FIG. 8 provides a schematic representation of an exemplary implementation of the control circuit of the master dimmer control unit 200. In the embodiment of FIG. 8, like reference numerals are used in identification of those circuit elements performing corresponding functions in FIGS. 6 and 8. The master dimmer control unit 200 is similar to the implementation of FIG. 6, with the exceptions that:
(i) the triac Q1 of FIG. 6 is not present within FIG. 8, and
(ii) resistor R18 and capacitor C16 are arranged differently in FIG. 8 than in FIG. 6, and will generally be assigned values different from those used in the embodiment of FIG. 6. As is indicated by FIG. 8, resistor R18 and capacitor C16 form a coupling network connected to an output terminal of triac Q1. This coupling network serves to couple the output of triac Q1 to a dimmer control line 220, which in turn is connected to the gate of a triac disposed within each of the adapter networks 210 (FIG. 9). The triac Q1 thus functions as a "driver" for the triac within each adapter network 210. In an exemplary network the coupling network is realized using the component values of R18=1 kΩ and C16=2.2 μF.
Turning now to FIG. 9, there is provided a schematic representation of a preferred embodiment of the adapter module 210. The adapter module 210 receives the switched AC power high line 222 and the dimmer control line 220 from the master control unit 200 (FIG. 8). In operation, the adapter module 210 is disposed to drive an input line 224 connected to a first of two inputs to a fluorescent lamp ballast. In a preferred implementation the other input 225 to the fluorescent lamp ballast is connected to the neutral line within the fluorescent lamp fixture.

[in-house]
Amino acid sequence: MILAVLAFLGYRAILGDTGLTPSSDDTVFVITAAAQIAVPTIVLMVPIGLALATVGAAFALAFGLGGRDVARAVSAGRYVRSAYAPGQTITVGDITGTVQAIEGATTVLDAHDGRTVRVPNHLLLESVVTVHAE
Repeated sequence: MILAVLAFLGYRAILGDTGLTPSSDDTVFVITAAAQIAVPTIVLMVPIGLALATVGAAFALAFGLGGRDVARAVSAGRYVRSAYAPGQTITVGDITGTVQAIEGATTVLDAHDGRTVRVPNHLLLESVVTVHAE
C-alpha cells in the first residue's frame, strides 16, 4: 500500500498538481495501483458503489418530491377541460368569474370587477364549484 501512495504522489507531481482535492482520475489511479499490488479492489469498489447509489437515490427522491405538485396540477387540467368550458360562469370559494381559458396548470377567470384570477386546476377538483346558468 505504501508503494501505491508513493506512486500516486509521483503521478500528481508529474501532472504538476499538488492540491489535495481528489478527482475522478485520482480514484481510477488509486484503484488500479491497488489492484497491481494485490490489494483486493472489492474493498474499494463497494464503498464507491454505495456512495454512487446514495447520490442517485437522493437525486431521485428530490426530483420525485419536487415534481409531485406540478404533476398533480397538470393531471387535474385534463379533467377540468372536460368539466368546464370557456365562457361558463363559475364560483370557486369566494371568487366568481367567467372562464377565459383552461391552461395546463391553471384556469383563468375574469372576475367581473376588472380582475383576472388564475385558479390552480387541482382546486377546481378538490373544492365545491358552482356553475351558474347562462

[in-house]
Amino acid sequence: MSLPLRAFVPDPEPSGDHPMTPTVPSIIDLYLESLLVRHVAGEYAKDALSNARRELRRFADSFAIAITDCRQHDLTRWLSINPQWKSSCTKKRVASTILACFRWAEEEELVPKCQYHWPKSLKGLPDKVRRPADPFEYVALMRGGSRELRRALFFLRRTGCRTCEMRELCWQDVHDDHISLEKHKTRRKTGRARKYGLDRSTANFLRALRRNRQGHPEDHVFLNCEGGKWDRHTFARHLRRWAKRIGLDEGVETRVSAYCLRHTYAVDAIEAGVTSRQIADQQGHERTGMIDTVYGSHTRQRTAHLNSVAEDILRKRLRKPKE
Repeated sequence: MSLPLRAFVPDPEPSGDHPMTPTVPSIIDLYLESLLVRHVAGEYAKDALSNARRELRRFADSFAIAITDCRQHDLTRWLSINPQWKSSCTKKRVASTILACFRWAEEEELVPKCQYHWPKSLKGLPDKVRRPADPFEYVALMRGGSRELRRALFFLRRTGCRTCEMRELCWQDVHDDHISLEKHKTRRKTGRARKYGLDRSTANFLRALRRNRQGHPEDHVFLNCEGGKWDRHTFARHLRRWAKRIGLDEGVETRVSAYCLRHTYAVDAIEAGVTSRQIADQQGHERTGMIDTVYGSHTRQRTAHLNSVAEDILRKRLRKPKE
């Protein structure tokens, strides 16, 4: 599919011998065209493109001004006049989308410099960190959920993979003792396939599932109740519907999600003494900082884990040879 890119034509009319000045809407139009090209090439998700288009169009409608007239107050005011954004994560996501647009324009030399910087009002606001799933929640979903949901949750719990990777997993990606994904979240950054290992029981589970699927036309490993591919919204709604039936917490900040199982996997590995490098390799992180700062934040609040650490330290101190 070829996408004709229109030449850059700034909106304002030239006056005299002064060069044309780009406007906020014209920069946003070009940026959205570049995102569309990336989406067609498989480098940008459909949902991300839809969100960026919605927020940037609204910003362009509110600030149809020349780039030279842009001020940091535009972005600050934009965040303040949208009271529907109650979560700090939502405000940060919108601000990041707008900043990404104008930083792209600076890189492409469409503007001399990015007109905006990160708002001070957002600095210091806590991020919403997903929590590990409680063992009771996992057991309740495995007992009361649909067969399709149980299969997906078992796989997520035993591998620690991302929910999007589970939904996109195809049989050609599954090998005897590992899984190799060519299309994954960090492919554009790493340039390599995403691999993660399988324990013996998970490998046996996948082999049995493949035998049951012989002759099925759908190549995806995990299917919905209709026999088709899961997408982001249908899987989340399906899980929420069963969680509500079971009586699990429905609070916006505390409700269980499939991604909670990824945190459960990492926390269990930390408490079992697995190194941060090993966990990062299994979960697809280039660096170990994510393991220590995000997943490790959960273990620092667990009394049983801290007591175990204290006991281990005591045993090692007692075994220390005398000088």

Referring to FIG. 9, the resistor R21 (e.g., 200 Ω) within a given adapter 210 serves to decouple the adapter from the other adapters driven by the dimmer control line 220. Resistor R21 is coupled to the gate of power a triac Q21, which is seen to be in parallel with a triac bypass circuit. The triac bypass circuit comprises an inductor L21, resistors R22 and R23, and a capacitor C21, and functions to minimize "flicker" and other spurious lamp emissions tending to occur at low intensity settings. In a particular realization the inductor L21 is selected to be within the range of 25-50 μH, resistors R22 and R23 are selected to be 47 Ω and 27 kΩ, respectively, and a capacitor C21 of approximately 9 μF is employed.
While the present invention has been described with reference to a few specific embodiments, the description is illustrative of the invention and is not to be construed as limiting the invention. Various modifications to the embodiments disclosed herein may occur to those skilled in the art without departing from the true spirit and scope of the invention as defined by the appended claims.
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|U.S. Classification||315/360, 315/DIG.4, 315/307|
|Cooperative Classification||Y10S315/04, H05B41/3924|
|Jan 3, 1995||AS||Assignment|
Owner name: HYBRINETICS, INC., CALIFORNIA
Free format text: ASSIGNMENT OF ASSIGNORS INTEREST;ASSIGNOR:STONE, EVERETT STANLEY;REEL/FRAME:007375/0014
Effective date: 19941227
|Jan 21, 2000||FPAY||Fee payment|
Year of fee payment: 4
|Feb 11, 2004||REMI||Maintenance fee reminder mailed|
|Jul 23, 2004||LAPS||Lapse for failure to pay maintenance fees|
|Sep 21, 2004||FP||Expired due to failure to pay maintenance fee|
Effective date: 20040723